Toolsets for process automation focus heavily on user interface, allowing even untrained staff to access applications. Process-driven messaging services can bring together disparate comms system, triggering messages to go out to mobile devices at certain points in the workflow.
A key area in modern process automation is the integration of Robotic Process Automation (RPA). Robotic Process Automation uses bots to handle repetitive tasks on the information level. Transcribing meetings, adding subtitles to videos, generating bills and invoices; all of these are processes that can be automated with RPA.
Process automation carries an immense amount of potential with the integration of AI. The combination of RPA and AI can lead to near-human accuracy in areas like transcription and language processing, meaning that more and more processes will be fully automated in the future.
Industrial settings often feature extensive environmental controls and safety features. They also require extensive and sometimes specialized lighting and larger-than-normal power requirements.
The tools designed to help facilitate the control and oversight of those systems fall into the category of building automation. Building automation seeks to use energy more efficiently and thereby reduce energy consumption and operating costs.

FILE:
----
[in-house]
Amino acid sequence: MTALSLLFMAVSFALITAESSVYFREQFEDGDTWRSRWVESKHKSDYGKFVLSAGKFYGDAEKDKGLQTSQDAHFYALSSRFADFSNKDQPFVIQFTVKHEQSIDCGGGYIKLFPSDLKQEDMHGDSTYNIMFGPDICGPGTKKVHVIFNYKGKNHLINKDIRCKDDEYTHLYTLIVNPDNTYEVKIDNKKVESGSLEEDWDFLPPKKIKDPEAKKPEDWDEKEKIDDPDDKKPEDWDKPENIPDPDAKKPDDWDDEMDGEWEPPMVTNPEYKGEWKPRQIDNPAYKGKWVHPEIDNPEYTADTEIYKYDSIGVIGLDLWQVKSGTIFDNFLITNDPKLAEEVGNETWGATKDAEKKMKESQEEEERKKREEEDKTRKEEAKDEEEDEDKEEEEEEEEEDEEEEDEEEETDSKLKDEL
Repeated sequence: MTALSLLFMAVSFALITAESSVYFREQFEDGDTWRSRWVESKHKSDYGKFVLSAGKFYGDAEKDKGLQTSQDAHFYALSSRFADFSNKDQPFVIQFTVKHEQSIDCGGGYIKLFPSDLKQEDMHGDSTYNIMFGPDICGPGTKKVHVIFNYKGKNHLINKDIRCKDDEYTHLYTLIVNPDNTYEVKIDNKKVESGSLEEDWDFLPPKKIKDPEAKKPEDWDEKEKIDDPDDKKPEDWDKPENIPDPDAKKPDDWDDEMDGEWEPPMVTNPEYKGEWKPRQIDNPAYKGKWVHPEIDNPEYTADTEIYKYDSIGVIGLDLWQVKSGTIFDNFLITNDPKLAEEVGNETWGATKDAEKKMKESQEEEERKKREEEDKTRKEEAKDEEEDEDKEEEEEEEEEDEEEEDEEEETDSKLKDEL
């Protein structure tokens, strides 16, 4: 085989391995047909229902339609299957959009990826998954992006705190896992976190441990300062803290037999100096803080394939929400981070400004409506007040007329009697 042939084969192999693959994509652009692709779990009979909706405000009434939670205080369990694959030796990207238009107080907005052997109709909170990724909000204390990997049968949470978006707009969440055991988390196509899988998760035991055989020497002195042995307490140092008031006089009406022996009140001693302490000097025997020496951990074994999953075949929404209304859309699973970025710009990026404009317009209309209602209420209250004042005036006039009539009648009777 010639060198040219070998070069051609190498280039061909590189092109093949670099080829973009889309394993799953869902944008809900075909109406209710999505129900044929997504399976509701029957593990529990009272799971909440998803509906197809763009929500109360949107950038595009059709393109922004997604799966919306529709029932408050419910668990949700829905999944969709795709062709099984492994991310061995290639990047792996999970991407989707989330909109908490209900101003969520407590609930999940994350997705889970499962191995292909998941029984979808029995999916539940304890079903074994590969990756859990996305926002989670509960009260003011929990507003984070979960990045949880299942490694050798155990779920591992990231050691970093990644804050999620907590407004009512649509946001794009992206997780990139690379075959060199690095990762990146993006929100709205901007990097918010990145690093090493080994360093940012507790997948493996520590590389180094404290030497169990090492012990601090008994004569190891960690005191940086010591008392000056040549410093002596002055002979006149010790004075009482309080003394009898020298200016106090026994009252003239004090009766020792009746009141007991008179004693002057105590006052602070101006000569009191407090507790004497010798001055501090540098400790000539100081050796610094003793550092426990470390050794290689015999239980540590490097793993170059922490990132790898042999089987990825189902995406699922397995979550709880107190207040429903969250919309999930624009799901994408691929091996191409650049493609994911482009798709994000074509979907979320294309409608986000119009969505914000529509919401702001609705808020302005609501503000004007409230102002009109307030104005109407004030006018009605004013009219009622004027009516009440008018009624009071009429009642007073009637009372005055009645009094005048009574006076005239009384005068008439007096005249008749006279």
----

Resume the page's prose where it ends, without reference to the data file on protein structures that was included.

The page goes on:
The challenge with a building automation system is to harmonize a number of different parts. Distributed control systems are used to link HVAC systems to lighting and emergency backups to ventilation systems.
What does industrial automation look like in the real world? What sort of impact does it have? Here’s a scenario showing the impact of automation.
Heat an oven to a desired temperature, insert test samples, hold the oven at specified temperature for a set length of time, cool down and remove samples.
Without any industrial automation, an operator would need to set the desired temperature; adjust fuel or energy flow to hold the oven at that temperature; insert the test samples; record the length of time the samples were in the oven; remove the samples.
With industrial automation:
With the proper tools, the entire process can be handled automatically. The operator need only be present to insert and remove the samples – and even that part can be handled through advanced robotics if necessary.
Applications by Sector
Industrial automation applies to a huge variety of industries and sectors. Here’s a shortlist of some of the situations that benefit from appropriate automation technology:
Of course, there’s also the more traditional industrial fields of manufacturing and engineering, but industrial automation has potential for fields far beyond the factory floor.
Looking more closely at a few of the different sectors is a good way to see how industrial automation applies in the real world.
In the real world, this means that widely-dispersed networks, even remote pumping stations, can have their energy use monitored from a central location. Engineers can design a system to their specifications, programming alerts for particular usage patterns or warning signs. Mapping energy use not only delivers an accurate picture of the costs involved, but it also can alert a user to potential problems.